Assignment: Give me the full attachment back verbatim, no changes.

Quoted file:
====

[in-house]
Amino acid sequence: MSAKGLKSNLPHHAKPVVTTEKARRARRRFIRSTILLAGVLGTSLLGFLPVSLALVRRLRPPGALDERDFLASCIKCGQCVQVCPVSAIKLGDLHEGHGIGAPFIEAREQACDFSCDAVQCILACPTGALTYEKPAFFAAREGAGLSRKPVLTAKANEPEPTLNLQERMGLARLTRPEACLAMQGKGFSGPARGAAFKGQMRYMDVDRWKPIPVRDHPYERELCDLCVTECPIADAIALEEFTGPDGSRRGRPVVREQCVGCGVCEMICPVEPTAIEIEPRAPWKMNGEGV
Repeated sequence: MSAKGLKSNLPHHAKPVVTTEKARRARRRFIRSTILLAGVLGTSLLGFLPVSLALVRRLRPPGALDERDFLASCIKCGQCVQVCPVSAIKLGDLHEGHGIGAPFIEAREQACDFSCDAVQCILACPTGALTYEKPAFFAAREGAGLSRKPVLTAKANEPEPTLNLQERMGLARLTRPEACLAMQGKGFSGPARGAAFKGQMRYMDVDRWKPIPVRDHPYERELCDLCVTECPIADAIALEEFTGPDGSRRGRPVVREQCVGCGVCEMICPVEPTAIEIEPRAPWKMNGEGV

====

[in-house]
Amino acid sequence: MSAKGLKSNLPHHAKPVVTTEKARRARRRFIRSTILLAGVLGTSLLGFLPVSLALVRRLRPPGALDERDFLASCIKCGQCVQVCPVSAIKLGDLHEGHGIGAPFIEAREQACDFSCDAVQCILACPTGALTYEKPAFFAAREGAGLSRKPVLTAKANEPEPTLNLQERMGLARLTRPEACLAMQGKGFSGPARGAAFKGQMRYMDVDRWKPIPVRDHPYERELCDLCVTECPIADAIALEEFTGPDGSRRGRPVVREQCVGCGVCEMICPVEPTAIEIEPRAPWKMNGEGV
Repeated sequence: MSAKGLKSNLPHHAKPVVTTEKARRARRRFIRSTILLAGVLGTSLLGFLPVSLALVRRLRPPGALDERDFLASCIKCGQCVQVCPVSAIKLGDLHEGHGIGAPFIEAREQACDFSCDAVQCILACPTGALTYEKPAFFAAREGAGLSRKPVLTAKANEPEPTLNLQERMGLARLTRPEACLAMQGKGFSGPARGAAFKGQMRYMDVDRWKPIPVRDHPYERELCDLCVTECPIADAIALEEFTGPDGSRRGRPVVREQCVGCGVCEMICPVEPTAIEIEPRAPWKMNGEGV